One of the most common reasons for constant or excessive drooling in cats is dental disease. This most often occurs in felines over the age of 3 years. If your cat seems reluctant to eat as well as drools, this may be the reason, and you need to see the vet for advice. Unfortunately, your kitty can’t tell you she’s suffering from toothache, and it’s up to you to find out. Your vet will examine her mouth and plan any necessary treatment with you.
Exposure to toxic substances.
If your kitty has swallowed any toxic substances such as pesticides, spot on flea prevention, caustic cleaning chemicals, or even chewed houseplants, you may notice dribbling or drooling from the mouth. If you think this may be the cause, and it’s happened suddenly, you need to go to your nearest animal clinic urgently. Don’t try and deal with it yourself, as you may cause more harm to your poor cat. Always keep toxic chemicals out of reach, and locked away in cupboards. Cats are very curious animals and will lick anything just to test if it’s food!
There are some houseplants that are highly toxic to pets and should never be inside your home. Cats will eat grass to aid digestion and it’s actually good for them, however other plants can prove dangerous including lilies. Keep those outside, well away from your pets.
Swallowing small toys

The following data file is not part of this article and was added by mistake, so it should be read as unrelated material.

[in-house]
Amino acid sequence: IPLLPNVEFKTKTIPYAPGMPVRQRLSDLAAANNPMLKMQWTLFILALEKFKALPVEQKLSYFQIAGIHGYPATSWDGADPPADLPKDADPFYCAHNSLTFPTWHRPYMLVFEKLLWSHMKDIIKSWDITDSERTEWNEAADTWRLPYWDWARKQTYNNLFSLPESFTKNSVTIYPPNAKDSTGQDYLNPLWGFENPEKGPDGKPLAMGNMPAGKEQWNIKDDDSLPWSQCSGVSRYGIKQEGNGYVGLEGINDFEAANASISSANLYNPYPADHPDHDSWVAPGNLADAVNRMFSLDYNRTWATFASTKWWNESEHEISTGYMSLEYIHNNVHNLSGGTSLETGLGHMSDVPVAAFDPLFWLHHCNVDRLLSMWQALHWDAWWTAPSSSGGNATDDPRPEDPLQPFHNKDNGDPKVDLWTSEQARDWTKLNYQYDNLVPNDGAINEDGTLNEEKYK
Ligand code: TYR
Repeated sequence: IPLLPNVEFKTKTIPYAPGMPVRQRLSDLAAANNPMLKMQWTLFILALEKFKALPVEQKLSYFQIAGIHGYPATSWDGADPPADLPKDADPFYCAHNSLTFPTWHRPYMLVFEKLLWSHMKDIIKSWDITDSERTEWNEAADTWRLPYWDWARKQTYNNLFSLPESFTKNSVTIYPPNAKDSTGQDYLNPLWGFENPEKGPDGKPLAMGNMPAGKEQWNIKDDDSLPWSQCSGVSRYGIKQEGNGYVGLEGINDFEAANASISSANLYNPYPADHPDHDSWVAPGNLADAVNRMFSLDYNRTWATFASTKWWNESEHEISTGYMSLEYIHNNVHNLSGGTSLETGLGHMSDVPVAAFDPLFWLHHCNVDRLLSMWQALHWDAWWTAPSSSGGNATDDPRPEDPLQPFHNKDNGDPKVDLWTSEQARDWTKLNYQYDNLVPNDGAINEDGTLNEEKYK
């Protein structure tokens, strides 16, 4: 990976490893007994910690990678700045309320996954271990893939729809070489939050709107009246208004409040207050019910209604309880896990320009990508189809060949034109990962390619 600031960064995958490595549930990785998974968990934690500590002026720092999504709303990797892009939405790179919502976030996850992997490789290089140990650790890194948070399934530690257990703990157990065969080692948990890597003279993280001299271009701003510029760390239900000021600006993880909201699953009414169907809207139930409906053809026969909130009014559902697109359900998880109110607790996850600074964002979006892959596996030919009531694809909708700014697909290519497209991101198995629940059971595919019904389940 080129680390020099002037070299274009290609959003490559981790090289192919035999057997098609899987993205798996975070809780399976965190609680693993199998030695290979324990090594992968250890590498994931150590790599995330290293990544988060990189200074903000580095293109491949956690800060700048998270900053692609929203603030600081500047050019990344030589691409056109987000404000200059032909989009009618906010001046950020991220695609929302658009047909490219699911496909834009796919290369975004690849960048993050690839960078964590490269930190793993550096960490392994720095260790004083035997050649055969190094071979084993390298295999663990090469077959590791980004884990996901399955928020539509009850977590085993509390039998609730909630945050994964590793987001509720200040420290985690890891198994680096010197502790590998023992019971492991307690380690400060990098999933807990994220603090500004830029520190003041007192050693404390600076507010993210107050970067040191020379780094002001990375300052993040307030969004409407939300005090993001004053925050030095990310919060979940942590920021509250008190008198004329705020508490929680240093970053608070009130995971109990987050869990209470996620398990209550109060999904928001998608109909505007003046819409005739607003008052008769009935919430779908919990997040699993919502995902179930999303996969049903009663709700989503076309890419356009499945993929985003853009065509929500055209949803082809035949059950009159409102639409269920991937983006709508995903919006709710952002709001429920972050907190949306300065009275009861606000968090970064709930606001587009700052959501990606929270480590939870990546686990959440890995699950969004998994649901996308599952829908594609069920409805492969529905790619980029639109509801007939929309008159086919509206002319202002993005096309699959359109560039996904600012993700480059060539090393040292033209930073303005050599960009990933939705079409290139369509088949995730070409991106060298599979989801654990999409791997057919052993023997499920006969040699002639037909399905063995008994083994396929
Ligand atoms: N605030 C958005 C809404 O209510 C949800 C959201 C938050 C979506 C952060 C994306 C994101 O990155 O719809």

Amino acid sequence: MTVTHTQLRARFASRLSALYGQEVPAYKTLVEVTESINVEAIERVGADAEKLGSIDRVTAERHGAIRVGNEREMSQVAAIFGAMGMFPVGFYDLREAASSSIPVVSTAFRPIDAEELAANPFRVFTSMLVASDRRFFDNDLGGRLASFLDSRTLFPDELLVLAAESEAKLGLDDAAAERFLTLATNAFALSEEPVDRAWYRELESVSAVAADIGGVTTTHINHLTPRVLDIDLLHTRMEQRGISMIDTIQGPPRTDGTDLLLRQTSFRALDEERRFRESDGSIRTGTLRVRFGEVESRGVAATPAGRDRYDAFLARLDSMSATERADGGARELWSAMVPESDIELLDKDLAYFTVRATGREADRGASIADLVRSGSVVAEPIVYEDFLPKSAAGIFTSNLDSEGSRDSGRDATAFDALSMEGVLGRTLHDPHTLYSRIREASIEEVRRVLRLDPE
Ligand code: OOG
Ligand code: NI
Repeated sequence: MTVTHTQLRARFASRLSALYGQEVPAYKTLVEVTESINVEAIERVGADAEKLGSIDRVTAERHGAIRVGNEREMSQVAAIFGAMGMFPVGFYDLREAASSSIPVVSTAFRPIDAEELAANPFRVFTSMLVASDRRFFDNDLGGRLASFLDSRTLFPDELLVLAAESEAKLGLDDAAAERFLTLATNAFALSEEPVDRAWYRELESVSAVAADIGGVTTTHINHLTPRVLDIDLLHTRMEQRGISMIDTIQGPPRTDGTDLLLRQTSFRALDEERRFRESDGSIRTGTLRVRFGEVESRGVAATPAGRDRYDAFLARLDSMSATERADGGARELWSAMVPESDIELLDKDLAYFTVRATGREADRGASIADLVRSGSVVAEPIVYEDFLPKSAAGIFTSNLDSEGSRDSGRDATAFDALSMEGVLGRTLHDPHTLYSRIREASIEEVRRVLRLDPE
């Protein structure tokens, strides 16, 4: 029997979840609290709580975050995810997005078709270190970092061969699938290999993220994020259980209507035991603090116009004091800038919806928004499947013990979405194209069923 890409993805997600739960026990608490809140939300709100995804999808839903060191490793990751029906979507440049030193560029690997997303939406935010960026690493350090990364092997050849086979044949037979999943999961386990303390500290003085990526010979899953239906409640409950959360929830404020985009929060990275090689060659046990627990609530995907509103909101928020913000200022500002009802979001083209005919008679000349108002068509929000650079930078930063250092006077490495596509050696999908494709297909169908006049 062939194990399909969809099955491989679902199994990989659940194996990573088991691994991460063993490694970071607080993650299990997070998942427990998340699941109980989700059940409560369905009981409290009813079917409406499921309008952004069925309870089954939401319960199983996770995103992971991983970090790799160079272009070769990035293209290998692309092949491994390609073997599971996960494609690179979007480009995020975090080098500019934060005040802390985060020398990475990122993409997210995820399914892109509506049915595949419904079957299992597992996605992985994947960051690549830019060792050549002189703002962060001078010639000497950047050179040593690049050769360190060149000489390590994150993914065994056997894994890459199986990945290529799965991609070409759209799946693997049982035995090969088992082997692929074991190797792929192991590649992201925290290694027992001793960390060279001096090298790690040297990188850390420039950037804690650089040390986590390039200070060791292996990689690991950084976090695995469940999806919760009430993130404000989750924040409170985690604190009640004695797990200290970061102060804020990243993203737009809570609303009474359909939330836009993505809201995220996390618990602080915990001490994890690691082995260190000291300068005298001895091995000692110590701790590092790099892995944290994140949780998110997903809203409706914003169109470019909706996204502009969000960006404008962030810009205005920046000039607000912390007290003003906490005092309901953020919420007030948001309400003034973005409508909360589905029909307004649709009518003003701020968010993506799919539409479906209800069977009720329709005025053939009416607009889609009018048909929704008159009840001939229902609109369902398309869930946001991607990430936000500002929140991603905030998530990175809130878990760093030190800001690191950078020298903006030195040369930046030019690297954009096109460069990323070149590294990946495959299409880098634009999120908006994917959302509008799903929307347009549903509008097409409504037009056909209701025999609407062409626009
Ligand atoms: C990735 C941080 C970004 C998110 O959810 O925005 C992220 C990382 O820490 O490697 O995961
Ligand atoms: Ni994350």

Cats are just as likely to play with bits of string or rubber bands, than they are with their own toys. Never leave string, or anything lying around that may cause your cat to choke. Just like babies and toddlars, they sometimes chew things they shouldn’t with dire consequences!
If your kitty has a foreign body such as string stuck in her throat, she will salivate and drool as she tries to cough it up. If you suspect your cat has something stuck in her mouth or throat, don’t try and remove it. You’ll either hurt your cat, or get bitten. The best advice is to get her to a vet as quickly as possible
Can kidney disease in cats cause excessive drooling?
If you’re wondering why do cats drool excessively, you may have considered it being a sign of illness. One of the most common health problems in senior cats is kidney disease. If your kitty is approaching her golden years, she may start showing signs of the illness. One of the symptoms of kidney failure is the appearance of sores or mouth ulcers. This results from the kidney’s reduced ability to filter out harmful toxins.
Your cat will not only be drooling, but drinking large amounts of water as well. There are many other symptoms of kidney disease in cats and a visit to the vet will confirm it.
Squamous skin cancer and drooling in cats
Squamous skin cancer is mostly found in white cats and when caught early can be treated. Though often found on tips of ears or nose, tumours can also grow inside the mouth. If you have a white cat that spends time in the sun you should always take precautions. Oral tumours can be painful, causing your feline friend to drool when trying to eat. Keep an eye on her and notice if it happens constantly.
As mentioned previously, dental disease can also make it painful for your cat to eat, so drooling would be a sign. Feeding soft foods will help, but you need to get her examined by a vet.
Is your kitty just a happy drooler?
I hope I’ve helped answer your question “why do cats drool excessively, and if it’s normal for your kitty. While some cats never drool, others leave wet patches after being petted! Covering your lap with a cloth is probably the best way of staying dry when your feline friend wants to get close!
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Wishing you a purrfect day